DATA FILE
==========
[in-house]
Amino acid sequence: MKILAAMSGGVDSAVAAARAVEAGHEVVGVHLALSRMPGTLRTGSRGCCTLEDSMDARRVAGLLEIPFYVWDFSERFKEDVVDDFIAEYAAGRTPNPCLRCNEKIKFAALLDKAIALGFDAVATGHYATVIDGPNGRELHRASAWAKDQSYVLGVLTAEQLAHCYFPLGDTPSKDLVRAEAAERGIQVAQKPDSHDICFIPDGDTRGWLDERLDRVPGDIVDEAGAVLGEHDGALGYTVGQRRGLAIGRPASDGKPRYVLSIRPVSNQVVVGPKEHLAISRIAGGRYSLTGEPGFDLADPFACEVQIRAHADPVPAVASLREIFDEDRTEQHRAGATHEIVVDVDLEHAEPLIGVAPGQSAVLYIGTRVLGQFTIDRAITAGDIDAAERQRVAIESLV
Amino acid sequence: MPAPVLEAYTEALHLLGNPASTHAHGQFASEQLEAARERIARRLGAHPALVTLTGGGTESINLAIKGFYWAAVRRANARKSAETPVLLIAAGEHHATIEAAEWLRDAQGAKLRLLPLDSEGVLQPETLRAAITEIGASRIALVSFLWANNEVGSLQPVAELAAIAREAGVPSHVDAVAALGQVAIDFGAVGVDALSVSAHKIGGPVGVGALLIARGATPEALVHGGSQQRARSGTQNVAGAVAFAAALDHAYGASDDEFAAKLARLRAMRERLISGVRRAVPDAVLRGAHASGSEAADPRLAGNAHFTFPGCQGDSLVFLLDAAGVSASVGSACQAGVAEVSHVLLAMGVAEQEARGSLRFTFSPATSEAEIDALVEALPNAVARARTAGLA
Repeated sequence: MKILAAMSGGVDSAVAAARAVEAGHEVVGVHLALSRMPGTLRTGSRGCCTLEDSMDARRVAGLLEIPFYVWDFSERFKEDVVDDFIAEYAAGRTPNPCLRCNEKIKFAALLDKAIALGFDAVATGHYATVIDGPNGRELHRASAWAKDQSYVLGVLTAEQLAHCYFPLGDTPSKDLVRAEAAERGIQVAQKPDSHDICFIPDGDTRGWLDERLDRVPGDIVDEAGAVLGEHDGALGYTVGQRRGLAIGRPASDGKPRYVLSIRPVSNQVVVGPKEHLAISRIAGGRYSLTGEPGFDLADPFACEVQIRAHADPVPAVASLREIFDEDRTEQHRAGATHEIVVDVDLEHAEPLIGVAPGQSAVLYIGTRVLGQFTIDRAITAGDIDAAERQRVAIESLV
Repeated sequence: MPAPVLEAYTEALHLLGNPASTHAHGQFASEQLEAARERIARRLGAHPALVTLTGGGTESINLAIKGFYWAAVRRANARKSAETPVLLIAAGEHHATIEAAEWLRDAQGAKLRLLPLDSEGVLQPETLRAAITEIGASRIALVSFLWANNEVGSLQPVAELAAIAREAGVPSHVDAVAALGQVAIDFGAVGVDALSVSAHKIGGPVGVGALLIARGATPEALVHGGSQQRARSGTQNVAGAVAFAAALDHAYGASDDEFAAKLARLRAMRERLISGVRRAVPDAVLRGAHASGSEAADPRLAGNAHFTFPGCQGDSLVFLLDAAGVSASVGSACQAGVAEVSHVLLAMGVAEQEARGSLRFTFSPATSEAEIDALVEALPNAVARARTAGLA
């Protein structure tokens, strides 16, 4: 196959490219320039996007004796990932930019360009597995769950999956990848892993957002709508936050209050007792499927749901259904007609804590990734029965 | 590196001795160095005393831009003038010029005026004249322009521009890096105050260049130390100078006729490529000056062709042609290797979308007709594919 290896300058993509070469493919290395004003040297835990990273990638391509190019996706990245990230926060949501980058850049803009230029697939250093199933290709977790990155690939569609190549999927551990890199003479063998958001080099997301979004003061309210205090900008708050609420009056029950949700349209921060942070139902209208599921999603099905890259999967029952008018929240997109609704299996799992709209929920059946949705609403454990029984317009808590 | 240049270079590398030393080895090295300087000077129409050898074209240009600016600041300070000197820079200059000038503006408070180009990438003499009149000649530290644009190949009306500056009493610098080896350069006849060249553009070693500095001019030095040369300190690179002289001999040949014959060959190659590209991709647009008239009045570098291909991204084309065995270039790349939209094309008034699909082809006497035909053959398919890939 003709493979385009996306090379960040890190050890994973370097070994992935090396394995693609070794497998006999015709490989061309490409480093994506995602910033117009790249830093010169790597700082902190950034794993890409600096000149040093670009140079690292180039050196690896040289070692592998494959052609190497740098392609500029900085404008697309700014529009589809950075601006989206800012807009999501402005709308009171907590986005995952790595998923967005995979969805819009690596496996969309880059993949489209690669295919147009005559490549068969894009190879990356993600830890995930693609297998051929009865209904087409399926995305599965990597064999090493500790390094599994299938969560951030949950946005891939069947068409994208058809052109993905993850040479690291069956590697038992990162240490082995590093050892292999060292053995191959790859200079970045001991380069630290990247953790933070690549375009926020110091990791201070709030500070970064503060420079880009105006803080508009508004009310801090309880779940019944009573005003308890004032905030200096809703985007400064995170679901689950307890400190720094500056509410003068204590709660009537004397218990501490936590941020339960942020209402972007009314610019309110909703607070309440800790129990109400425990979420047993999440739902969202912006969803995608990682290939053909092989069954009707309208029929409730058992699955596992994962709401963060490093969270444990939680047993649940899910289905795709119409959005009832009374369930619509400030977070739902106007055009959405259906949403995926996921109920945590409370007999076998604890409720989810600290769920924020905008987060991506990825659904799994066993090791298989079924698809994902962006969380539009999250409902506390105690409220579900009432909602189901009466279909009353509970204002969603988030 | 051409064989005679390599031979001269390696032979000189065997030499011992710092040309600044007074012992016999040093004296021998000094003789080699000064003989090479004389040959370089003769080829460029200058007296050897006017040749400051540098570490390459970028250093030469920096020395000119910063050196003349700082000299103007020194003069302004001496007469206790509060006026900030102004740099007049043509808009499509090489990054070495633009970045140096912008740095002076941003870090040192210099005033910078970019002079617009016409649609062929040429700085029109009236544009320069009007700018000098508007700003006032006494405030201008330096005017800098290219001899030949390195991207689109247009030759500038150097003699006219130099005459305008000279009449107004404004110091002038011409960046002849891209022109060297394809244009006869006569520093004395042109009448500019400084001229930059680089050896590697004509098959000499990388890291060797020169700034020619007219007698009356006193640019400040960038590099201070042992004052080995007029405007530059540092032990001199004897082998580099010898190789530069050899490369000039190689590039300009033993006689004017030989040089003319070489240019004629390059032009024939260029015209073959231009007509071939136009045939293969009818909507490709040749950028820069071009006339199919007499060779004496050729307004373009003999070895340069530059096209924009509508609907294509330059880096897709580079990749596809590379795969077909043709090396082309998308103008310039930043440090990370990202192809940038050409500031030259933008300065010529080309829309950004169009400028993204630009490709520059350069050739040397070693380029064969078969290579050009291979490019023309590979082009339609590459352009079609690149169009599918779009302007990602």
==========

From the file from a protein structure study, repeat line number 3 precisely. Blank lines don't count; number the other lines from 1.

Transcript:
Amino acid sequence: MPAPVLEAYTEALHLLGNPASTHAHGQFASEQLEAARERIARRLGAHPALVTLTGGGTESINLAIKGFYWAAVRRANARKSAETPVLLIAAGEHHATIEAAEWLRDAQGAKLRLLPLDSEGVLQPETLRAAITEIGASRIALVSFLWANNEVGSLQPVAELAAIAREAGVPSHVDAVAALGQVAIDFGAVGVDALSVSAHKIGGPVGVGALLIARGATPEALVHGGSQQRARSGTQNVAGAVAFAAALDHAYGASDDEFAAKLARLRAMRERLISGVRRAVPDAVLRGAHASGSEAADPRLAGNAHFTFPGCQGDSLVFLLDAAGVSASVGSACQAGVAEVSHVLLAMGVAEQEARGSLRFTFSPATSEAEIDALVEALPNAVARARTAGLA